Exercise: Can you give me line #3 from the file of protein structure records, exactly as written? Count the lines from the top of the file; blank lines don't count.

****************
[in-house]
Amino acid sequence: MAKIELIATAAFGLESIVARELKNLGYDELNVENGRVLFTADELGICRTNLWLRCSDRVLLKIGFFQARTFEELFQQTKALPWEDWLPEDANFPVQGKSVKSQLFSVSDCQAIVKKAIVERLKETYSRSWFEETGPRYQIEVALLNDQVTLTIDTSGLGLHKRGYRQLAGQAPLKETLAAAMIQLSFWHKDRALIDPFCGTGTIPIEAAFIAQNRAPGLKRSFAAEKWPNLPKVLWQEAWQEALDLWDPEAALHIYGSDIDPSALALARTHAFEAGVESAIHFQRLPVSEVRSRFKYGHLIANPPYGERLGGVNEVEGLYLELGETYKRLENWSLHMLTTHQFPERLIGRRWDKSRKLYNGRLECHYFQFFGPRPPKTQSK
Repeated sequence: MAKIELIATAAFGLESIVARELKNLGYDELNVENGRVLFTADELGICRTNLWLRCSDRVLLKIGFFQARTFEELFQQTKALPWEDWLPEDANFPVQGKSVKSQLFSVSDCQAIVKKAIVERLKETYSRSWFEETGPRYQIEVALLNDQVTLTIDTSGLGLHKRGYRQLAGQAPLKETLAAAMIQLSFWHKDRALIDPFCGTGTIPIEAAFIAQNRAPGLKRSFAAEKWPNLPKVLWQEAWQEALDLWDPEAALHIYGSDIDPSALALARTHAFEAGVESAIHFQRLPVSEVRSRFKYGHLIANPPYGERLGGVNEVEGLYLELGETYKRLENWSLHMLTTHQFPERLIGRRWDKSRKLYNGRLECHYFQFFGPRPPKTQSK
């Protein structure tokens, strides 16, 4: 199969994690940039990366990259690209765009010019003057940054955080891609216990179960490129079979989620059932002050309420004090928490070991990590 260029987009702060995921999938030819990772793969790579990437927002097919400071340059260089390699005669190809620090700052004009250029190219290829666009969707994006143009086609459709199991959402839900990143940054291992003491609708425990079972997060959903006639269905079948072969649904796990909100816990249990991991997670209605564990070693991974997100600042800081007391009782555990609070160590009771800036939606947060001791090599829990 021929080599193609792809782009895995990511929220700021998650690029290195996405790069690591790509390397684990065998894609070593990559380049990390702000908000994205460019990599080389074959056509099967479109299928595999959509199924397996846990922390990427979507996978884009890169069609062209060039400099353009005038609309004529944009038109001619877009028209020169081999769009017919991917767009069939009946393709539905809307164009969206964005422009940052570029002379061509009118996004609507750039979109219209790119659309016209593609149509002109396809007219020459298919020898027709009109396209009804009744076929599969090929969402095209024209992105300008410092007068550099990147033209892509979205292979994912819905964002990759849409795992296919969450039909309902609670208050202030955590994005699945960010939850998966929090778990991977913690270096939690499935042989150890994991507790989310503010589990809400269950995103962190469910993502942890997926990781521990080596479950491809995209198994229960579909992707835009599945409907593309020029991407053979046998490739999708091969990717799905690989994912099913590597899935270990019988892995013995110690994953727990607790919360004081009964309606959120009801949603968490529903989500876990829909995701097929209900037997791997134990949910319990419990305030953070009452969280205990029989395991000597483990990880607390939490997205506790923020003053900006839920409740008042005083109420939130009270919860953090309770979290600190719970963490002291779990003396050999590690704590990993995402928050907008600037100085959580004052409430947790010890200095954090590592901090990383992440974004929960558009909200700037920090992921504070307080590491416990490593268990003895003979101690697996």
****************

Repeated sequence: MAKIELIATAAFGLESIVARELKNLGYDELNVENGRVLFTADELGICRTNLWLRCSDRVLLKIGFFQARTFEELFQQTKALPWEDWLPEDANFPVQGKSVKSQLFSVSDCQAIVKKAIVERLKETYSRSWFEETGPRYQIEVALLNDQVTLTIDTSGLGLHKRGYRQLAGQAPLKETLAAAMIQLSFWHKDRALIDPFCGTGTIPIEAAFIAQNRAPGLKRSFAAEKWPNLPKVLWQEAWQEALDLWDPEAALHIYGSDIDPSALALARTHAFEAGVESAIHFQRLPVSEVRSRFKYGHLIANPPYGERLGGVNEVEGLYLELGETYKRLENWSLHMLTTHQFPERLIGRRWDKSRKLYNGRLECHYFQFFGPRPPKTQSK